Title

The masquerade of Mary Tudor : performance and power in sixteenth century England

Date of Award

2013

Degree Type

Thesis

Degree Name

Bachelor of Arts (Honours)

School

School of Communications and Arts

Faculty

Education and Arts

First Advisor

Dr Leigh Straw

Abstract

England, before 1553, had been a country ruled solely by men. Mary Tudor, the eldest surviving child of Henry VIII, would break that tradition by becoming the first woman to reign over England in her own right and not through the power of her husband. Mary‟s reign would transform the power of the monarch, previously masculine, into a power that she, and the female rulers that followed her, could wield. Despite the significance of this reign in English history, Mary has long been considered one of the most ineffective rulers of England because of claims that she persecuted the Protestants and put Spanish affairs before the affairs of her own country. Recent reassessments of Mary‟s reign have presented her in more positive light mentioning in passing Mary‟s use of performance and gender to her advantage. Despite these recent reassessments of Mary her use of performative behavior remains a largely neglected area of historical scholarship on her life. This thesis provides a detailed study of Mary‟s use of performative behaviour throughout her life and reign in order to fill the gap in the understanding of Mary‟s character.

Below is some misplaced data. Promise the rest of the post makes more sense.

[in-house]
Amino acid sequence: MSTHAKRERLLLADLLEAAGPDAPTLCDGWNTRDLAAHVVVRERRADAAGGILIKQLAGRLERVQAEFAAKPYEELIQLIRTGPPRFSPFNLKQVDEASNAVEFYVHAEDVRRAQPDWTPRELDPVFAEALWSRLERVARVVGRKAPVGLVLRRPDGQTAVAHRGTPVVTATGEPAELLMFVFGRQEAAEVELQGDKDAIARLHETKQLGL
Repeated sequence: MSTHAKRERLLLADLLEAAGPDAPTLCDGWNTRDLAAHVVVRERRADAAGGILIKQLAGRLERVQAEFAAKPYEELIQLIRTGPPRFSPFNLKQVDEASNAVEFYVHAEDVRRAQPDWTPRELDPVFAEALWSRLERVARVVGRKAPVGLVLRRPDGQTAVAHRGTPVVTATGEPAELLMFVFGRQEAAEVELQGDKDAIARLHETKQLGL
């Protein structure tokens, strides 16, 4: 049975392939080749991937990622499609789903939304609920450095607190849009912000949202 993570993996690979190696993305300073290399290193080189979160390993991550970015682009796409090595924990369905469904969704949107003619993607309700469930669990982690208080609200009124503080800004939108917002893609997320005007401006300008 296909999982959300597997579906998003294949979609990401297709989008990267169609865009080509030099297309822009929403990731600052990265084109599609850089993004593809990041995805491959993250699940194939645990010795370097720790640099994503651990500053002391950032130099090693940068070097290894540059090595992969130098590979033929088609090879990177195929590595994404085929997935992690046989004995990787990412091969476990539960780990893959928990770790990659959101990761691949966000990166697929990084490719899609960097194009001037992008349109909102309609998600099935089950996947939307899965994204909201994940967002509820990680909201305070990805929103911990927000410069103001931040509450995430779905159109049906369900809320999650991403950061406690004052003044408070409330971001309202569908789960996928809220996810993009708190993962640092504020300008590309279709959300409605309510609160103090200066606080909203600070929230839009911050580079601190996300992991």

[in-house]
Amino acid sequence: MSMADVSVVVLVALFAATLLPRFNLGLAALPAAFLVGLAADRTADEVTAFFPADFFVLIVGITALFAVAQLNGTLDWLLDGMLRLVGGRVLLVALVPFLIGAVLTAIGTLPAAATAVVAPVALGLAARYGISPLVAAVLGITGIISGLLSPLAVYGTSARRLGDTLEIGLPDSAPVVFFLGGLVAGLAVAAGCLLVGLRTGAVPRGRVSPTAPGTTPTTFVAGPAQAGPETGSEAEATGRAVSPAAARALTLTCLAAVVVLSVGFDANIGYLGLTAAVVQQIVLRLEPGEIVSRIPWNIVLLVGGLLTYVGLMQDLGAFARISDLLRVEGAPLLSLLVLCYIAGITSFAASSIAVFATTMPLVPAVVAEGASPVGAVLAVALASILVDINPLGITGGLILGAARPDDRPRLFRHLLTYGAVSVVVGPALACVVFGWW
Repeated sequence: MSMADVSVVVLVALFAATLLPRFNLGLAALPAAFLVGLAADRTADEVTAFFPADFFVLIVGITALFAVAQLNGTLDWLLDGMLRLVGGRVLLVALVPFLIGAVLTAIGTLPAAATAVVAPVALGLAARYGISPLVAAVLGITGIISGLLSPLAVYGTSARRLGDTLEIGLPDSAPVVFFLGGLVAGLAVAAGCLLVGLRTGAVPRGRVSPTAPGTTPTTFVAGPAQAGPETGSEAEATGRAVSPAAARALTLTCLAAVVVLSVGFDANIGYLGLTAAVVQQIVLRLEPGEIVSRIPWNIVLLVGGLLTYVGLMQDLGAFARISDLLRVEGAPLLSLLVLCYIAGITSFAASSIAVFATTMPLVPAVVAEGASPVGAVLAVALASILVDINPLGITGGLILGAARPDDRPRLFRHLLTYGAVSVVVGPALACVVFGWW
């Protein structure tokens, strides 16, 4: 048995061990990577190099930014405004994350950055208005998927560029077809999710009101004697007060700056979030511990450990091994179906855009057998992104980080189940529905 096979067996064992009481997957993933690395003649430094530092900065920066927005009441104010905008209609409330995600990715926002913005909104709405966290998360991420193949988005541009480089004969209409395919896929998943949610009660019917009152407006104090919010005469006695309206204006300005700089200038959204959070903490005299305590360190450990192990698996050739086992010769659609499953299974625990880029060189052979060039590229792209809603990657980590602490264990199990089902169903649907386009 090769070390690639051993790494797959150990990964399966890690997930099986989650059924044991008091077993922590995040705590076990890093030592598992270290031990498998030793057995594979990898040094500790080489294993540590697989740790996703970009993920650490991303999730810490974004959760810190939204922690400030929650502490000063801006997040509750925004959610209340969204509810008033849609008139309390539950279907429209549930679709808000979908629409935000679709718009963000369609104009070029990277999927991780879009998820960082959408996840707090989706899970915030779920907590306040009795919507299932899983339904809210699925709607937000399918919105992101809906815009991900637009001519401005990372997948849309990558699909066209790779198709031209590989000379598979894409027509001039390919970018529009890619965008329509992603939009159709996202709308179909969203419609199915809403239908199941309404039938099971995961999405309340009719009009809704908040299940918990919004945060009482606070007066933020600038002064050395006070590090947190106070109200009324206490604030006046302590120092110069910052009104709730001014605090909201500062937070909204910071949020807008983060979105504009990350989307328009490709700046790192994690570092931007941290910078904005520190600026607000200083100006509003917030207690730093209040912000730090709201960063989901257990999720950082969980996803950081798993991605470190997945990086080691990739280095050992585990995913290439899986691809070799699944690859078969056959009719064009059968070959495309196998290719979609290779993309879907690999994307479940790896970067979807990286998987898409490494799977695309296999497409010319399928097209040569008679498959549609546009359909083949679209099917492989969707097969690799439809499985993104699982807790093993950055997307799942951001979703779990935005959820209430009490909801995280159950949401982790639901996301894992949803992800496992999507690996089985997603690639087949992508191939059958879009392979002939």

In order to conduct an examination of Mary, through the lens of performance, this thesis employs a theoretical framework that combines Joan Riviere‟s theory of masquerade and Erving Goffman‟s theory of performance in daily life. These theories, applied to this thesis, work together to explain how Mary put on performances of either masculinity or femininity which worked to her advantage. Examining Mary‟s life in this way has revealed that Mary‟s ability to act as a weak woman commenced during her youth as a response to her parent‟s divorce. Mary‟s ability to perform further developed as she learned how to alternate displays of womanly weakness with masculine authority as she continued to face challenges throughout her lifetime. Performance would assist Mary with her dealings with her father, Charles V of Spain, Edward VI, the Spanish and Venetian ambassadors and even her own husband, Philip. Using a framework of performance to examine Mary, and considering the sixteenth-century society that she lived in, this thesis depicts Mary Tudor as a calculating actor who had the ability to perform in both masculine and feminine roles to benefit her personally and politically. As a reassessment of Mary Tudor this thesis contributes to the field of Tudor history and shows how a framework of performance can be used to reveal insights into a person‟s character and actions.

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